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Correspondence with the Dead; Poetic Identity and Translation in Lorca’s 'Poeta en Nueva York' and Spicer’s 'After Lorca'

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Title: Correspondence with the Dead; Poetic Identity and Translation in Lorca’s 'Poeta en Nueva York' and Spicer’s 'After Lorca'
Author: Swomley, Olivia
Advisor: Burshatin, Israel; Allen, Elizabeth
Department: Bi-College (Haverford and Bryn Mawr Colleges). Comparative Literature Program
Type: Thesis (B.A.)
Issue Date: 2012
Abstract: My thesis analyzes poetic identity and correspondence in two works: Federico García Lorca’s Poeta en Nueva York and Jack Spicer’s After Lorca. Poeta describes New York City as a metropolitan monster. By denying his own poetic voice and using violent images of voids and victimization, Lorca depicts the city’s desolation as contributing to his own fragmented poetic identity. For Lorca, paradox is essential to poetry, and he uses contradictory images to construct a fractured poetic identity for himself and the city. After Lorca draws on the ambiguities of Lorca’s identity, as embodied in Poeta, through the conflation of Spicer’s poetic identity with Lorca’s. The flirtatious dialogue between the two poets in After Lorca emphasizes a correspondence theory of translation, with each poet speaking through time to contribute and respond to the poetic tradition. In addition to translating Lorca’s work, Spicer is also translating Lorca himself, for through their correspondence, Spicer helps to construct a poetic afterlife for himself and Lorca.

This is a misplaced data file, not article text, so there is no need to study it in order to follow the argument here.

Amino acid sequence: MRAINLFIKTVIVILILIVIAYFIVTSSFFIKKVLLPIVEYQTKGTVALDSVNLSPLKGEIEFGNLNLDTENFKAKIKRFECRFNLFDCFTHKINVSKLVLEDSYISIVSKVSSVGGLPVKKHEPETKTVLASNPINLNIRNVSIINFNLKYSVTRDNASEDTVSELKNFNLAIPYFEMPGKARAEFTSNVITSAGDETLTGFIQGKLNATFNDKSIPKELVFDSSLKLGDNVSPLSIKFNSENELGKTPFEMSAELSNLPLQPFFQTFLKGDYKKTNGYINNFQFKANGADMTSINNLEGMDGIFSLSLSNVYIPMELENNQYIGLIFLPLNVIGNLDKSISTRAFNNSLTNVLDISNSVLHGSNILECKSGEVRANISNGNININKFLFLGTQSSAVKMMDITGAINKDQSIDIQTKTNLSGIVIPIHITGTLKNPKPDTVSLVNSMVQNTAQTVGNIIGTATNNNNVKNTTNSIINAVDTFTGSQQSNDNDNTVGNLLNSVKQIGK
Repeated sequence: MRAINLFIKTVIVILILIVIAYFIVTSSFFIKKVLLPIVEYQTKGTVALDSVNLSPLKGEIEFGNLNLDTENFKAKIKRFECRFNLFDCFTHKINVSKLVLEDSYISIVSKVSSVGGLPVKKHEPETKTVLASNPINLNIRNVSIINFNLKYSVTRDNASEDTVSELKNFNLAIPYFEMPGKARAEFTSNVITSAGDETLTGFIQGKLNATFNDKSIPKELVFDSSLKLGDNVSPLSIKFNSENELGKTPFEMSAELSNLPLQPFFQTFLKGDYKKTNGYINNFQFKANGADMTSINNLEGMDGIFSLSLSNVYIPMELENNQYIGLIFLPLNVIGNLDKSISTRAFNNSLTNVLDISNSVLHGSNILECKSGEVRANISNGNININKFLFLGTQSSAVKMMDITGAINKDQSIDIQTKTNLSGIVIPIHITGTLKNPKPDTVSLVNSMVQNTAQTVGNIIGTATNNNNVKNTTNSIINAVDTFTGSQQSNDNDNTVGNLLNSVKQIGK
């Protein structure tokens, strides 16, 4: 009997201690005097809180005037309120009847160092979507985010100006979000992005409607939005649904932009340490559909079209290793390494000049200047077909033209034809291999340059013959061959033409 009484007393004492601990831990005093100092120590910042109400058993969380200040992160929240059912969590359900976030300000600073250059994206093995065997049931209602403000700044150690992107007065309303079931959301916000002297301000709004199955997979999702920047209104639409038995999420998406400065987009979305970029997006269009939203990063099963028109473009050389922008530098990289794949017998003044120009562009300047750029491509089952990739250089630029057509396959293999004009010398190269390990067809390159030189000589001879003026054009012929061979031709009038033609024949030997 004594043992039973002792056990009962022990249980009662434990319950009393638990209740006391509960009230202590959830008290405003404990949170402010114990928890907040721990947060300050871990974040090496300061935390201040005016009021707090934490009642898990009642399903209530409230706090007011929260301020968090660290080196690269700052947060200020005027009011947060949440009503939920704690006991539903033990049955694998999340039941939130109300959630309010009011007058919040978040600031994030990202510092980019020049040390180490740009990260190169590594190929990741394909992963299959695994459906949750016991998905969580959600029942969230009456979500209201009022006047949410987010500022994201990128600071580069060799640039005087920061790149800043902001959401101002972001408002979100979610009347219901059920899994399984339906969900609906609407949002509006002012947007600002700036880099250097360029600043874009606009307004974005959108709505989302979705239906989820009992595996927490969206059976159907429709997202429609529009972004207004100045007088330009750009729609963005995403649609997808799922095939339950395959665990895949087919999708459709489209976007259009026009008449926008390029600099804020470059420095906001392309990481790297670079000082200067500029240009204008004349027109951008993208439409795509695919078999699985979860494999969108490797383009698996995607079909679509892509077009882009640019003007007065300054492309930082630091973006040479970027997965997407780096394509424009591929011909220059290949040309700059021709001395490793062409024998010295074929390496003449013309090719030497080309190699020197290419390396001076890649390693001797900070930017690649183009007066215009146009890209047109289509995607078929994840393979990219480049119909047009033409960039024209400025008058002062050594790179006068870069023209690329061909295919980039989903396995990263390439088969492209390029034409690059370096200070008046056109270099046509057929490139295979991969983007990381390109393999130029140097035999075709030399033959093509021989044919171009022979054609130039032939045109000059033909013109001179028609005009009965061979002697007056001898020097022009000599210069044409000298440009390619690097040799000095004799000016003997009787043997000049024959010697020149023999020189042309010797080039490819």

Subject: Spicer, Jack -- Criticism and interpretation
Subject: García Lorca, Federico, 1898-1936. Poeta en Nueva York
Subject: Poets -- Identity
Subject: Spicer, Jack. After Lorca
Subject: García Lorca, Federico, 1898-1936 -- Criticism and interpretation
Subject: Identity (Psychology) in literature
Terms of Use: http://creativecommons.org/licenses/by-nc/3.0/us/
Permanent URL: http://hdl.handle.net/10066/9093

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Citation

Swomley, Olivia. "Correspondence with the Dead; Poetic Identity and Translation in Lorca’s 'Poeta en Nueva York' and Spicer’s 'After Lorca'". 2012. Available electronically from http://hdl.handle.net/10066/9093.

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http://creativecommons.org/licenses/by-nc/3.0/us/ Except where otherwise noted, this item's license is described as http://creativecommons.org/licenses/by-nc/3.0/us/

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